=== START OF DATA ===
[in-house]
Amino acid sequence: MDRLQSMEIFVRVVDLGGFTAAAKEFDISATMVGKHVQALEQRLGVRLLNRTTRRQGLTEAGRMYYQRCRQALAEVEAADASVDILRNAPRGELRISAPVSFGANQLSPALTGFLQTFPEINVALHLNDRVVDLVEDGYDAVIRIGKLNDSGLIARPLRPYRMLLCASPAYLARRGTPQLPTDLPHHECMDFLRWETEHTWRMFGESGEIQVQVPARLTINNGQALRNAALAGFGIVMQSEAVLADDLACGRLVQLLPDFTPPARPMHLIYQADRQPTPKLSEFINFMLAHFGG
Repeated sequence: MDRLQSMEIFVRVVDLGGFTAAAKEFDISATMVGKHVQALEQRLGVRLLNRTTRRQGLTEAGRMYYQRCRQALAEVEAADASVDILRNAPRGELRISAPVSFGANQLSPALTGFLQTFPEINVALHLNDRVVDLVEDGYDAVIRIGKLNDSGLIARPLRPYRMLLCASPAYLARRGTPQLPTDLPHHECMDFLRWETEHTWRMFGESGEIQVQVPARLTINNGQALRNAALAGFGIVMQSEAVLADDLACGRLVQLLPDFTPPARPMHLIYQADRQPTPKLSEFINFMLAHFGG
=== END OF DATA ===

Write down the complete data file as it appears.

[in-house]
Amino acid sequence: MDRLQSMEIFVRVVDLGGFTAAAKEFDISATMVGKHVQALEQRLGVRLLNRTTRRQGLTEAGRMYYQRCRQALAEVEAADASVDILRNAPRGELRISAPVSFGANQLSPALTGFLQTFPEINVALHLNDRVVDLVEDGYDAVIRIGKLNDSGLIARPLRPYRMLLCASPAYLARRGTPQLPTDLPHHECMDFLRWETEHTWRMFGESGEIQVQVPARLTINNGQALRNAALAGFGIVMQSEAVLADDLACGRLVQLLPDFTPPARPMHLIYQADRQPTPKLSEFINFMLAHFGG
Repeated sequence: MDRLQSMEIFVRVVDLGGFTAAAKEFDISATMVGKHVQALEQRLGVRLLNRTTRRQGLTEAGRMYYQRCRQALAEVEAADASVDILRNAPRGELRISAPVSFGANQLSPALTGFLQTFPEINVALHLNDRVVDLVEDGYDAVIRIGKLNDSGLIARPLRPYRMLLCASPAYLARRGTPQLPTDLPHHECMDFLRWETEHTWRMFGESGEIQVQVPARLTINNGQALRNAALAGFGIVMQSEAVLADDLACGRLVQLLPDFTPPARPMHLIYQADRQPTPKLSEFINFMLAHFGG